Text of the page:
Alexander continues: “Having an unlimited number of nodes is a key feature for me. With unlimited nodes you can configure Ethernet so it is robust, flexible and ubiquitous.”
Control Techniques’ intelligent machine architecture uses standard Ethernet for communication across drives, I/O, HMIs, PLCs and other industrial devices. The new Unidrive M drive range uses open protocols such as TCP/ IP and UDP, delivering good performance, including network synchronisation of less than 1µs as well as 250µs cycle time for demanding motion applications.
Avoiding fieldbus wars
Synchronising data accurately and quickly is a vital requirement for automation systems. Being forced to choose a closed fieldbus is a particular problem for manufacturers and choosing the wrong fieldbus can be an expensive mistake.
Alexander says: “Fortunately there are many industries outside industrial automation that now depend on synchronised data. This is causing a clearly discernible trend toward fieldbus convergence around Ethernet and new industrial standards such as IEEE 1588. Standard Ethernet allows you to make the right choice for the future of your automation system, enabling multiple protocols to operate simultaneously on a common platform and allowing far greater specialisation of protocols to drive the performance required.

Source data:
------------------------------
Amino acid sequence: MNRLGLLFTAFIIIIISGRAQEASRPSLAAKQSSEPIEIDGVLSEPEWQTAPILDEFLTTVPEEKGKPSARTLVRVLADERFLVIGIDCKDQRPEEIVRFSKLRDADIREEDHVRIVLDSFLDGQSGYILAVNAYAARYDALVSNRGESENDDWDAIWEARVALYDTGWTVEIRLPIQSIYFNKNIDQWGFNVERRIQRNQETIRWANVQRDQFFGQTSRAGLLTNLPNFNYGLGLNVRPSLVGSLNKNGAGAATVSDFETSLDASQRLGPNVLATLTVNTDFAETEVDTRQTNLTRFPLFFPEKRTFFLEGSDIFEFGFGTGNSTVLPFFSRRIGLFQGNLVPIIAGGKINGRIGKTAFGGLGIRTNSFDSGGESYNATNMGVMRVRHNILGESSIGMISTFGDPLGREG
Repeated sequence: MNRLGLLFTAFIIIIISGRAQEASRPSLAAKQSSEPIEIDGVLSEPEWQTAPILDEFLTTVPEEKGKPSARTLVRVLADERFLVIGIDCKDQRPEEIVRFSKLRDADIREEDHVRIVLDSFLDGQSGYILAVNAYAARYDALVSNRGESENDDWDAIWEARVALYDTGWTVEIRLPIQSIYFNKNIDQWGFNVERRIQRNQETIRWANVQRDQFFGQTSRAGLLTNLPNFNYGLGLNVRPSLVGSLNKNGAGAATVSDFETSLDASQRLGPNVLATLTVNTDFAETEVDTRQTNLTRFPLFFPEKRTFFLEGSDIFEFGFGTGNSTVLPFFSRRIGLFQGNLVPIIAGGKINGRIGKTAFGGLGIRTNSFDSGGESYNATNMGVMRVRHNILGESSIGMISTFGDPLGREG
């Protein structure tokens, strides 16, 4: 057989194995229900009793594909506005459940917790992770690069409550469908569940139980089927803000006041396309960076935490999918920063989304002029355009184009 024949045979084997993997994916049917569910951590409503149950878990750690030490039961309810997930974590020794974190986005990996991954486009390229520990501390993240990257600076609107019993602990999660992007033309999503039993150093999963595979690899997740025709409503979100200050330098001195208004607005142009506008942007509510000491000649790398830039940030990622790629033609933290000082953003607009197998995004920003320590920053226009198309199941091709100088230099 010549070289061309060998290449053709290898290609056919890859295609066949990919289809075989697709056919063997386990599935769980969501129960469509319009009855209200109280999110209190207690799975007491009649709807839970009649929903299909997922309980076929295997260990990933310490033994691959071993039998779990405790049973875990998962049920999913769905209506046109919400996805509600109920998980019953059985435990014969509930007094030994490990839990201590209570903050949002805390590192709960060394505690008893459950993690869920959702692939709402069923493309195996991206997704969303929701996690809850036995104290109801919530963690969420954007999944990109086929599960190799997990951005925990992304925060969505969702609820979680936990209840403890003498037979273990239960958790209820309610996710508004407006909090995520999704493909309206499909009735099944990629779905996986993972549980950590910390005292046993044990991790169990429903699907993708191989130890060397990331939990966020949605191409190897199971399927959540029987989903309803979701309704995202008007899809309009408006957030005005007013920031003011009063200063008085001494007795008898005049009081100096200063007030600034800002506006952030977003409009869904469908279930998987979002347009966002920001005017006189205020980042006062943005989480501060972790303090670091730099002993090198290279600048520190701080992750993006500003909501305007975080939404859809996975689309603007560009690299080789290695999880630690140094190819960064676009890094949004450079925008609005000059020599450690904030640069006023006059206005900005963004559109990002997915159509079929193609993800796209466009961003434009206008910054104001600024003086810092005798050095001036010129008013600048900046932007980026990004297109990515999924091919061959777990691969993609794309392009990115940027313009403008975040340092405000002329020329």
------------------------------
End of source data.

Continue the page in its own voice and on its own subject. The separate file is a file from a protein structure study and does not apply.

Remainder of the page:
“In the future people will just purchase systems without having to think about which network type to select – in the same way that they do with personal computers today.”
Control Techniques’ advanced new real time machine control protocol uses standard Ethernet TCP/IP and UDP to provide an efficient and compact message structure that frees up Ethernet network bandwidth and minimises network loading, as well as supporting multiple other protocols simultaneously, such as Ethernet/IP, PROFINET and Modbus TCP/IP. This allows Unidrive M models to talk directly to each other while also supporting communications to a traditional machine controller.
Machine Control Studio, an intuitive environment that allows machine builders to program Unidrive M’s new automation and motion control features and provides complete control across a machine, is powered by CODESYS, open software for programmable machine control that has become the default standard for the automation industry. The programming environment is compliant with the industry standard IEC 61131-3 programming languages, meaning that it is familiar, fast and easy to use for control engineers around the world, speeding up development of new machines and making it easier to recruit skilled engineers.